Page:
The Boeing deal with Embraer fell through because Boeing claimed the Brazilians weren’t delivering on their side. No details have emerged yet as the breakup is being challenged in court. Boeing will probably settle out of court as any information coming out may look bad for Boeing. The Brazilians literally tore Embraer’s commercial heart out of the structure to make the deal work. They claim it cost them $100m. and that number sounds plausible.
But karma still wasn’t done – part three
Then came two MAX crashes with nearly 350 fatalities. The MAX was grounded for 20 months and Boeing was dealt a severe blow to its reputation. The blow was severe enough that even the FAA came under a cloud as the party responsible for certifying the MAX as safe. Congressional hearings added more pain, as the process of bringing the MAX to market identified several questionable decisions. Boeing paid and paid. (Another example, the apparent 70% discount IAG got on its 2019 MAX order at the Paris show)
Boeing’s pristine reputation for quality engineering was sullied. Its corner-cutting on the MAX looked bad. As this was coming out, the 787 started having assembly quality problems. Which the program didn’t need after its rocky start. Then came the KC-46 quality problems and a very unhappy critical customer, the quite vocal US Air Force.
The MAX is now flying and so far, so good. But Boeing isn’t done paying yet. Some MAX customers have gone out of business because the service return came during the worst air travel crisis ever. Consequently, there are several “White Tails” looking for new homes. Those customers still taking their MAXs do so with additional “price adjustments”.
Karma part four – the setup
Here we are, early in 2021, and are we about to watch another blow land on Boeing? At this writing Boeing’s biggest customer Southwest Airlines is taking delivery of its MAX8s. But Southwest has another item to work through – it’s aging 737-700s. Nearly a third (29%) of these were not originally delivered to the airline, being bought second hand. These -700s are worked hard. Southwest gets an average of 12 hours per day out of a -700, compared to 11 at Alaska, nine at Delta, and seven at United. Nobody works a -700 as hard as Southwest.
Although fuel is cheap now, Southwest wants to drive seat production costs down. The market is changing, and a new threat is on the horizon, David Neeleman’s Breeze. Starting with second-hand E-190s, this airline also has 60 A220-300s to come. Mr. Neeleman is the world’s most successful airline entrepreneur. Anything he does is a manifest threat to the consolidated US airline industry – and Southwest appears to be squarely in his sights.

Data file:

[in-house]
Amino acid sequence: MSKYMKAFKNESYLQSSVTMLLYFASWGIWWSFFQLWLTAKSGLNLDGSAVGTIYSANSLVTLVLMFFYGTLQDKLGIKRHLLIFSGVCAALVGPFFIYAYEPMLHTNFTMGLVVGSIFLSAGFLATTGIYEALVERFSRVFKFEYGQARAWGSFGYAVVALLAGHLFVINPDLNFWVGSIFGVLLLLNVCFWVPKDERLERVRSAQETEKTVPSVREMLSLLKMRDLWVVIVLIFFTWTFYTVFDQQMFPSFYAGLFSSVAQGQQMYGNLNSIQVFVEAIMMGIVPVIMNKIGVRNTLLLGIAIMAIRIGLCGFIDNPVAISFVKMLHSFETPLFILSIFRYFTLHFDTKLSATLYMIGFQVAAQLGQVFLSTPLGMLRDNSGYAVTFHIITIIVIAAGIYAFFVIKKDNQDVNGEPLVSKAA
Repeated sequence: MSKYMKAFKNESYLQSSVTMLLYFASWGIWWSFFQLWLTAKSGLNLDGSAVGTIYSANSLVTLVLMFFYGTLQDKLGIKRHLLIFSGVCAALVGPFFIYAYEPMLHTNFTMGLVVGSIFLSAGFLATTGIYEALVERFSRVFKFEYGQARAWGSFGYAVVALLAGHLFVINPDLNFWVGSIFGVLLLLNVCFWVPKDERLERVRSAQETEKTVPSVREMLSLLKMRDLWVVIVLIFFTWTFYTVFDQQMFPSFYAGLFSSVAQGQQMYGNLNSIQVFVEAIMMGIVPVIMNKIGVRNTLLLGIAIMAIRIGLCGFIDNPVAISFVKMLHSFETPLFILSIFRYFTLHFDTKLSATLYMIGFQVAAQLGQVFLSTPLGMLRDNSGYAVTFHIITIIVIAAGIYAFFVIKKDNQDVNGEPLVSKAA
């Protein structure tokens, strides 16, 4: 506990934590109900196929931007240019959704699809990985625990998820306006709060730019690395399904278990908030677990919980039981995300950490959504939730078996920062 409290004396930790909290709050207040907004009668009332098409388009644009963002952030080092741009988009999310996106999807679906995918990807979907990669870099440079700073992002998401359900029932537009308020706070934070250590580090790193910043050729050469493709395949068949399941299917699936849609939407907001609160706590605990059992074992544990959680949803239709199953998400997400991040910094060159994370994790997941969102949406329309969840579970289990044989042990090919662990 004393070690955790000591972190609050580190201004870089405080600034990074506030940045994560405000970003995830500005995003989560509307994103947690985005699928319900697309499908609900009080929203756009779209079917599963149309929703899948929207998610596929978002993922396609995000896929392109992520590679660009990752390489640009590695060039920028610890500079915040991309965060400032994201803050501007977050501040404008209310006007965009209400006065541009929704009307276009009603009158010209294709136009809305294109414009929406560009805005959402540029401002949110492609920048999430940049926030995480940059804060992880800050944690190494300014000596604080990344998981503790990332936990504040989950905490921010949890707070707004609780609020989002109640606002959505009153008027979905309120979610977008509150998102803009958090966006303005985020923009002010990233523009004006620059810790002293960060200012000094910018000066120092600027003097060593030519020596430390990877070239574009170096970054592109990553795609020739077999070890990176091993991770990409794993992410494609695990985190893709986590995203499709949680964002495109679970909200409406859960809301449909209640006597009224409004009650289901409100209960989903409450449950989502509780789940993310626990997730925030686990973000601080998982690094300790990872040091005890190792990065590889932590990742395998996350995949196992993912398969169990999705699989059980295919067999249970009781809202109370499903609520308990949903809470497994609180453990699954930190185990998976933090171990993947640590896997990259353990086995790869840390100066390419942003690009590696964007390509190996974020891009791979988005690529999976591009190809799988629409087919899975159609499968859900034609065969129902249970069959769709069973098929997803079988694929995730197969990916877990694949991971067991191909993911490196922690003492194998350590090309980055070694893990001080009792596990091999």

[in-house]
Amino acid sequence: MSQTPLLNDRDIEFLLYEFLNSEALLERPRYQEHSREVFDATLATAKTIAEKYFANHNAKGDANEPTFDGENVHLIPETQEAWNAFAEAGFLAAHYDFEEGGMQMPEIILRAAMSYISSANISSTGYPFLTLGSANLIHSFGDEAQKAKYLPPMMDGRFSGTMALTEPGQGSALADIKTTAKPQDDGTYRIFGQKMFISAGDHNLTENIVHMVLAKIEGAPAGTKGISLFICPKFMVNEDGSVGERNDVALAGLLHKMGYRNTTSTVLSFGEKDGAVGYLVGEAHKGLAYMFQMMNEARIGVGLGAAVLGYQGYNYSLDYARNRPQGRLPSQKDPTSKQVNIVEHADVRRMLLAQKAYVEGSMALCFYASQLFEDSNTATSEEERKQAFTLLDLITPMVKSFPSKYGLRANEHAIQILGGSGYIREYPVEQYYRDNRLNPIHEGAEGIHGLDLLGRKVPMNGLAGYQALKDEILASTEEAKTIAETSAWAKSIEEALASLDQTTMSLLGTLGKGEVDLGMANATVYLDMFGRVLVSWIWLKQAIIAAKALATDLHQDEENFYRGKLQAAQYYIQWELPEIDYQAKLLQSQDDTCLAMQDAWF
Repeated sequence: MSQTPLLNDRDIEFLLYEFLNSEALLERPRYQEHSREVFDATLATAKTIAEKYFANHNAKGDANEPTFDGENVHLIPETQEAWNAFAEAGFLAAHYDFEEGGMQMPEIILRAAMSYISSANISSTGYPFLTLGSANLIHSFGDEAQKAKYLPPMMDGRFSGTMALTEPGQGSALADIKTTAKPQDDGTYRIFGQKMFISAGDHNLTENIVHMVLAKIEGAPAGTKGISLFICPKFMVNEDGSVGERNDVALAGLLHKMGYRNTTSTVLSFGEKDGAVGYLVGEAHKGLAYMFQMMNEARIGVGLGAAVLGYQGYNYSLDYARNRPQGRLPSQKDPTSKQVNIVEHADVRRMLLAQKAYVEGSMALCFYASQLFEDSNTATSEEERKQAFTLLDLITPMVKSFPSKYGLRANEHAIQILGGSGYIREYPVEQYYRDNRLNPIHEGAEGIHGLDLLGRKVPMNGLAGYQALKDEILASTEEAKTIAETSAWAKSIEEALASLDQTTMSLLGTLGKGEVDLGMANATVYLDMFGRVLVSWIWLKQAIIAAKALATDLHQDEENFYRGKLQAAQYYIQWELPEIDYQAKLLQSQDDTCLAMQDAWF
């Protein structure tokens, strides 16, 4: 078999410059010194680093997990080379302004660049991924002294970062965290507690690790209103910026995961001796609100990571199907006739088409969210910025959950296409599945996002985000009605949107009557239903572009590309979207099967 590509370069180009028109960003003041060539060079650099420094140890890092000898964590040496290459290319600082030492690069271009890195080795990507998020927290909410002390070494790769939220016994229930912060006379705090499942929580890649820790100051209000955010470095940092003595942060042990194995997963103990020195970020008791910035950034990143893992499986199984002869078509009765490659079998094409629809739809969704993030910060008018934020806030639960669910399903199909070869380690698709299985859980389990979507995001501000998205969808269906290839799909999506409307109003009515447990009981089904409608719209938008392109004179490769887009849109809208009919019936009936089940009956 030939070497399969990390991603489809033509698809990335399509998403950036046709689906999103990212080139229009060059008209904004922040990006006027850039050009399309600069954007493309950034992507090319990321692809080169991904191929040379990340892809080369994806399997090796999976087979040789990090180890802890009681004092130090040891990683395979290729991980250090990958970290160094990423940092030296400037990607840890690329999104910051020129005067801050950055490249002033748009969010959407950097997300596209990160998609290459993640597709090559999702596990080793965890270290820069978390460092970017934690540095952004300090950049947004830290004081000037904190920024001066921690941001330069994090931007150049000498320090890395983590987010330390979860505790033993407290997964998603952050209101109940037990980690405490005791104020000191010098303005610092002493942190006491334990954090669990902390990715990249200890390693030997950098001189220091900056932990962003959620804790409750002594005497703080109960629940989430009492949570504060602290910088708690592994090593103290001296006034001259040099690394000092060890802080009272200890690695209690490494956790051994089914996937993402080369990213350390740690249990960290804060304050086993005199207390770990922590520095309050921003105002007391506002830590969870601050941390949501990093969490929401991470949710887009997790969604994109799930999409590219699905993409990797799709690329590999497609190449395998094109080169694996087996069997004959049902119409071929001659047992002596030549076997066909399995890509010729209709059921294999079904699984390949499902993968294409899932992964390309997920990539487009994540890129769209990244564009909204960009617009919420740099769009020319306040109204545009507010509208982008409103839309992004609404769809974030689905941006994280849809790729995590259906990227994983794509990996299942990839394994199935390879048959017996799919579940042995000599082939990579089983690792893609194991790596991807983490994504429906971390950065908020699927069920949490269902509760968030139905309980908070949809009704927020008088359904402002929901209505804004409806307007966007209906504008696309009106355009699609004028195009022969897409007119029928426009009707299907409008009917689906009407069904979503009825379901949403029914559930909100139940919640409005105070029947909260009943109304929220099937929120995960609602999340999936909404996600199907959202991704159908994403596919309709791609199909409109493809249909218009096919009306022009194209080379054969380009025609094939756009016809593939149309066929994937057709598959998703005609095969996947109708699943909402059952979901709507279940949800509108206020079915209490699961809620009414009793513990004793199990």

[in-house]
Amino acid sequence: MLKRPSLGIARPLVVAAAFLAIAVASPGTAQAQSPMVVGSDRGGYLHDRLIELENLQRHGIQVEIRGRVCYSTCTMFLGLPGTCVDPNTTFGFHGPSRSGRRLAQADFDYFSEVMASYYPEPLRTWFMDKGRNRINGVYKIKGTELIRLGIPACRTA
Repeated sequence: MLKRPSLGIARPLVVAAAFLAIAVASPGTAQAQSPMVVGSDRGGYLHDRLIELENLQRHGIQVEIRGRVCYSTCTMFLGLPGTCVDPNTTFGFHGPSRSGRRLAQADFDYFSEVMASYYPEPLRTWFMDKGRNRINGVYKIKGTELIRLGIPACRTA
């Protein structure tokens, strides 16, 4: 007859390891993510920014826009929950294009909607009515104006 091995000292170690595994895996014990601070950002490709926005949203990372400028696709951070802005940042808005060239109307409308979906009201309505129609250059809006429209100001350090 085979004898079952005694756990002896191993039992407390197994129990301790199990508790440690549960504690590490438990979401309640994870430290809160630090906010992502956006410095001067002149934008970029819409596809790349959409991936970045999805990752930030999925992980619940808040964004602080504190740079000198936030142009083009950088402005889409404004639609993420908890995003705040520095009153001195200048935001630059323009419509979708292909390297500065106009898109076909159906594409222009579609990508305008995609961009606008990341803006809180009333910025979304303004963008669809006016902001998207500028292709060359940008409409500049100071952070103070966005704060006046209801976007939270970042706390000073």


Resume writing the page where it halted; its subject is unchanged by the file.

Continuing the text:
Southwest is currently evaluating the A220-300 against the MAX7. This is a diabolical outcome for Boeing. The A220 used to be called the C Series. The very thing Boeing complained about to the US government has come about; the A220 is a manifest threat to the 737 MAX7. Boeing’s then vice-chairman Ray Conner told the ITC: “It will only take one or two lost sales involving US customers before commercial viability of the MAX7, and therefore the US industry’s very future, becomes very doubtful.” Turns out he may have been right. But this was Boeing’s own doing, losing Delta and Southwest is not the fault of the customer. Airlines define what they need for each mission, not the OEMs. Boeing is not cleverer than its customers.
Because of Boeing’s attack on the C Series, Airbus ameliorated Boeing’s complaints. There is an A220 FAL in Mobile, Alabama. The once Canadian C Series is now an American A220. Delta has taken several deliveries from there already.
Moreover, the clever ideas Bombardier put into the C Series have proven to deliver as promised, even if it took Airbus to unlock the value. The aircraft’s economics are better than expected. It is now such a popular aircraft that Airbus has a growing waiting list. The pandemic served to make the A220 more popular.
Now, to make things worse, Boeing’s most influential 737-customer is seriously eyeing the A220 as an alternative to the MAX7. The MAX7 was seen as a “shoo-in” at Southwest, an airline built on the 737. Boeing even made the MAX7 slightly bigger than the -700, seating 150 for Southwest. Southwest has a token order of 30 MAX7. These orders, in our view, are likely to be converted into MAX8s. Boeing cannot contractually hold MAX customers to their original orders because the 20-month grounding moved all the bargaining power to customers, whose contracts are voided by the delay.
The MAX debacle damaged airline and lessor relationships with Boeing. The level of trust between Boeing and its customers is much reduced as shenanigans from the MAX development emerged. The fact that decision-makers at Southwest are even considering an alternative to the 737 signals that even at Southwest, there is a realization that they will inevitably move away from the 737. Let that sink in for a moment. A tectonic shift is underway.
Karma part five – the outcome?